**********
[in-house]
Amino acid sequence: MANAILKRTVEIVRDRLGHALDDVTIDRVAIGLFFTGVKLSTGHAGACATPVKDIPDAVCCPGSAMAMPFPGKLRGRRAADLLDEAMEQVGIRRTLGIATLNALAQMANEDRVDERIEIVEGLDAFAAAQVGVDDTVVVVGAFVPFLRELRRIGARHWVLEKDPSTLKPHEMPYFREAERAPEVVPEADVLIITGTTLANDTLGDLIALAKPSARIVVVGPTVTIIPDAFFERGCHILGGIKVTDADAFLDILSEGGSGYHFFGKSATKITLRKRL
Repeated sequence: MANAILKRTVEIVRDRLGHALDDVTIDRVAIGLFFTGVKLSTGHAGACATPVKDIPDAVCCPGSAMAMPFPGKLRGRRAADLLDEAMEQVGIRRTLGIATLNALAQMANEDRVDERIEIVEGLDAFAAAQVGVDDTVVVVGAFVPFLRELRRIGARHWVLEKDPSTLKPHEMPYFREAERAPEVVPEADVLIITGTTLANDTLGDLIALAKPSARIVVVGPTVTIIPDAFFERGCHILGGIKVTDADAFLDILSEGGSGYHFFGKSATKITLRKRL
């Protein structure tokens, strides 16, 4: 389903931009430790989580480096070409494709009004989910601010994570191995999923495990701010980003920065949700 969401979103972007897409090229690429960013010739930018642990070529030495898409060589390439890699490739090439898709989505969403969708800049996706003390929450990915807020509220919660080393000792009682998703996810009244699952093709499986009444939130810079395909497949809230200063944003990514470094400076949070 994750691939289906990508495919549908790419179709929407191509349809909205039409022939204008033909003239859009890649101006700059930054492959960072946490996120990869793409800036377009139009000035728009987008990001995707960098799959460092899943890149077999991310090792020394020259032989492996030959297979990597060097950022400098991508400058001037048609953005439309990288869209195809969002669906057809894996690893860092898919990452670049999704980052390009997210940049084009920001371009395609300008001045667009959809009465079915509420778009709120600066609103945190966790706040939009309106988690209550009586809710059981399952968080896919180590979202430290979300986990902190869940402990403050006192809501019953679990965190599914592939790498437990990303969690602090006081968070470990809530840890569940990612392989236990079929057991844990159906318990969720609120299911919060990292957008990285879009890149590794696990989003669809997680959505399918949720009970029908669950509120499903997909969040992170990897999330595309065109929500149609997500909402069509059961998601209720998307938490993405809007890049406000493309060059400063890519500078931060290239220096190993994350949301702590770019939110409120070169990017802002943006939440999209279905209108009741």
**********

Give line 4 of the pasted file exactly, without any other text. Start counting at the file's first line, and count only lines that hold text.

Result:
């Protein structure tokens, strides 16, 4: 389903931009430790989580480096070409494709009004989910601010994570191995999923495990701010980003920065949700 969401979103972007897409090229690429960013010739930018642990070529030495898409060589390439890699490739090439898709989505969403969708800049996706003390929450990915807020509220919660080393000792009682998703996810009244699952093709499986009444939130810079395909497949809230200063944003990514470094400076949070 994750691939289906990508495919549908790419179709929407191509349809909205039409022939204008033909003239859009890649101006700059930054492959960072946490996120990869793409800036377009139009000035728009987008990001995707960098799959460092899943890149077999991310090792020394020259032989492996030959297979990597060097950022400098991508400058001037048609953005439309990288869209195809969002669906057809894996690893860092898919990452670049999704980052390009997210940049084009920001371009395609300008001045667009959809009465079915509420778009709120600066609103945190966790706040939009309106988690209550009586809710059981399952968080896919180590979202430290979300986990902190869940402990403050006192809501019953679990965190599914592939790498437990990303969690602090006081968070470990809530840890569940990612392989236990079929057991844990159906318990969720609120299911919060990292957008990285879009890149590794696990989003669809997680959505399918949720009970029908669950509120499903997909969040992170990897999330595309065109929500149609997500909402069509059961998601209720998307938490993405809007890049406000493309060059400063890519500078931060290239220096190993994350949301702590770019939110409120070169990017802002943006939440999209279905209108009741």